Drawer bottom plane making process continued

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Project by DonH posted 10-20-2010 07:08 PM 2697 views 2 times favorited 11 comments Add to Favorites Watch

As a follow on to the last two postings with this project, I have now completed the second plane body but have decided to add brass “bonking” buttons to the front, top and back edges of the plane body (5/8 brass rod cut to 1/2 inch lengths). These are the locations that the plane body is tapped to tighten or loosen the blade. I noticed that the first example I made was developing dents already in these locations – surprising as the body is hard maple and lignum vitae.

The first picture is the second glue up of the plane halves followed by my grinding jig for rounding the ends of each of the sawn of brass buttons. The third and forth are my hand powered mitre saw set up (it has a variety of blades including a very heavy duty hack saw blade in use here), the fifth contains the resulting buttons and the rod and lastly is the drilling set up to put really square, clean holes in the three locations on each plane body.

The drilling set up uses a Moxon vise on the drill press table. The woodworking vise allows for easy orientation of the work at any angle without marring the piece.

-- DonH Orleans Ontario

11 comments so far

View KayBee's profile


1083 posts in 3240 days

#1 posted 10-20-2010 08:01 PM

Thanks for the in process. How long is that plane? You used what 18 clamps?

-- Karen - a little bit of stupid goes a long way

View DonH's profile


495 posts in 2811 days

#2 posted 10-20-2010 08:03 PM

Hi KayBee

The plane is 12 inches long and I probably had eighteen clamps on it. I wanted the best possible bond between the maple and lignum vitae.

-- DonH Orleans Ontario

View CiscoKid's profile


343 posts in 2867 days

#3 posted 10-20-2010 08:05 PM

I think you needed more clamps. ; ) Just kidding – I can’t wait for the finished product.

-- Al, Culpeper VA

View Rick  Dennington's profile

Rick Dennington

5851 posts in 3188 days

#4 posted 10-20-2010 08:05 PM

You can never have too many clamps…most times if you’re like me, not enough…..nice looking jig you’re making…

-- " At my age, happy hour is a crap and a nap".....

View Dez's profile


1166 posts in 4071 days

#5 posted 10-20-2010 08:34 PM

Cool, I have found another type of project that I am interested in doing myself. I don’t have room anymore for all the power tools I had in my old shop but still want to make stuff – so hand tools here I come! I think a shooting board and a low angle plane to go with it is in order. Thank you for showing us your work.

-- Folly ever comes cloaked in opportunity!

View DonH's profile


495 posts in 2811 days

#6 posted 10-20-2010 08:40 PM

Hi Dez – hand tools are the main focus of my shop and a shooting board is a must – I have a number of them as well as bench hooks to saw on. I use the Veritas low angle smoothing plane on my shooting board as well as a Lie Nielsen 5 1/2 bench plane which has a high angle (50 degrees) frog and both work fine.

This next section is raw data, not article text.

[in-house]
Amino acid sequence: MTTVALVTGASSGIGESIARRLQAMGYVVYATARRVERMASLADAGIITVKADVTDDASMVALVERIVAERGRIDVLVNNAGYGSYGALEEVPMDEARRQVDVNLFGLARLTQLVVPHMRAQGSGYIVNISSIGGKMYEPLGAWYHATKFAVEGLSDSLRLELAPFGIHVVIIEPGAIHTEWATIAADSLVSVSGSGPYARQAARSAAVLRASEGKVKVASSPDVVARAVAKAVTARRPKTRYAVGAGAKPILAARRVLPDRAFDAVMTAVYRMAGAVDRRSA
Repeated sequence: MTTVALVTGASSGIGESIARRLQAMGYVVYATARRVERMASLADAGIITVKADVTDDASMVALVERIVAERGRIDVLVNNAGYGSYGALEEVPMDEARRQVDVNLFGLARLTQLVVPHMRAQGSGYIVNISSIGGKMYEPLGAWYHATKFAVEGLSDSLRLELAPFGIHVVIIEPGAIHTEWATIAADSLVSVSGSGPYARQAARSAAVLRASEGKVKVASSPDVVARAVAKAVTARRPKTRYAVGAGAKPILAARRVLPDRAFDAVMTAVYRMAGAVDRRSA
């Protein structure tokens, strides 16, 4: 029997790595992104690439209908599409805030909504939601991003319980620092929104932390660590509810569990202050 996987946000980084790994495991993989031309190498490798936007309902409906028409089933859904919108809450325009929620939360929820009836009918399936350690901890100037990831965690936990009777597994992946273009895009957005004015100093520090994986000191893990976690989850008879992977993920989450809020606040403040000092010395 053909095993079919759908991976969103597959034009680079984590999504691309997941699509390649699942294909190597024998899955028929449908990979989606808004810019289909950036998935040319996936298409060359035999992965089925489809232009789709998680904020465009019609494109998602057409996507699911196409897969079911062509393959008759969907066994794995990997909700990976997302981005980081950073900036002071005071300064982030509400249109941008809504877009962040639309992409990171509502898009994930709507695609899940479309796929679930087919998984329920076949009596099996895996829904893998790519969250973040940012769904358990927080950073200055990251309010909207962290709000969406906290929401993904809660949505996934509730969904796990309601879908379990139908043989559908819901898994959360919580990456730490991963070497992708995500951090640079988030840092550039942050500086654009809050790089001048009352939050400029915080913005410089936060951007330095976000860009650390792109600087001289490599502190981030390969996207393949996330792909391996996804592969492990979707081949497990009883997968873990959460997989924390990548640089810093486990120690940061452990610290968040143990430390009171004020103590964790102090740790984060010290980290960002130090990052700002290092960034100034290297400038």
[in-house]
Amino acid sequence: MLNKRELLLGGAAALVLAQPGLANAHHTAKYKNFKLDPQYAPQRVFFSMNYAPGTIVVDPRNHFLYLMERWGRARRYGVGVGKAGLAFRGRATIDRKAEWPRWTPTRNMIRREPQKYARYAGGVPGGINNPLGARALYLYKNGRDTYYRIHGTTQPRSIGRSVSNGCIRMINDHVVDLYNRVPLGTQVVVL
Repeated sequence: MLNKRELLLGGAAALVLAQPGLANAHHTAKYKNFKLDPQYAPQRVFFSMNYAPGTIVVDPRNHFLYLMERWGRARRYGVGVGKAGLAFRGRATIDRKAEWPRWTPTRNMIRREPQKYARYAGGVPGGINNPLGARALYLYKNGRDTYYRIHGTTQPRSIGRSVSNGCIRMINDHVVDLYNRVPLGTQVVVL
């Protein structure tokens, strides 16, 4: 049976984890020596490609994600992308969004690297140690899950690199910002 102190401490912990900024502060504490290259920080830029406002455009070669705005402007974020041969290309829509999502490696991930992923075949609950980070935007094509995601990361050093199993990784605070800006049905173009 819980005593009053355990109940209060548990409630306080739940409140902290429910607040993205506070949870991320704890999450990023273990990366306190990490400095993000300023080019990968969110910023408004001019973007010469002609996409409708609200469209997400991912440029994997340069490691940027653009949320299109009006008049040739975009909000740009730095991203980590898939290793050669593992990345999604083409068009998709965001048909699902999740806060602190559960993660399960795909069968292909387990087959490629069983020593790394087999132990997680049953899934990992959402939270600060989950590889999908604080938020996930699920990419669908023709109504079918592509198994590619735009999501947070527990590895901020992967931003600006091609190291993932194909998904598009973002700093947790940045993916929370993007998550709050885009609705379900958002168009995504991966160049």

-- DonH Orleans Ontario

View itsmic's profile


1419 posts in 3112 days

#7 posted 10-20-2010 11:06 PM

maybe one more clamp? I had to laugh, I have similar looking glue up’s and it always amazes me how many clamps are needed, your work is very impressive, great workmanship and design, thanks for sharing

-- It's Mic Keep working and sharing

View DonH's profile


495 posts in 2811 days

#8 posted 10-20-2010 11:22 PM

Yeah the clamp thing – I always believe if there is room for another one – do it

-- DonH Orleans Ontario

View Ken90712's profile


17556 posts in 3182 days

#9 posted 10-21-2010 11:57 AM

Nice work I love tha last pic that is one nice clamp!

-- Ken, "Everyday above ground is a good day!"

View DonH's profile


495 posts in 2811 days

#10 posted 10-21-2010 02:30 PM

Hi Ken

That is actually a type of vise known as the Moxon – named after the guy who invented it I guess. It is easy to build. I used two 12 inch lengths of 1 1/2 inch rod threaded to 6 tpi and two blocks of maple. The rear block has two holes that are threaded for the 1 1/2 inch rods and the front holes are slightly over size. These can be clamped to the top of a bench and are very secure in use with lots of capacity. I have a few of them from small to three feet long. The mid size one works great on a drill press as you see. It solves a lot of clamping issues for drilling as you can clamp the work piece at any angle.

-- DonH Orleans Ontario

View swirt's profile


2729 posts in 2965 days

#11 posted 10-21-2010 04:46 PM

Great looking build. I like the addition of the brass buttons.

Congrats too on the tip published in the recent PWW!

-- Galootish log blog,

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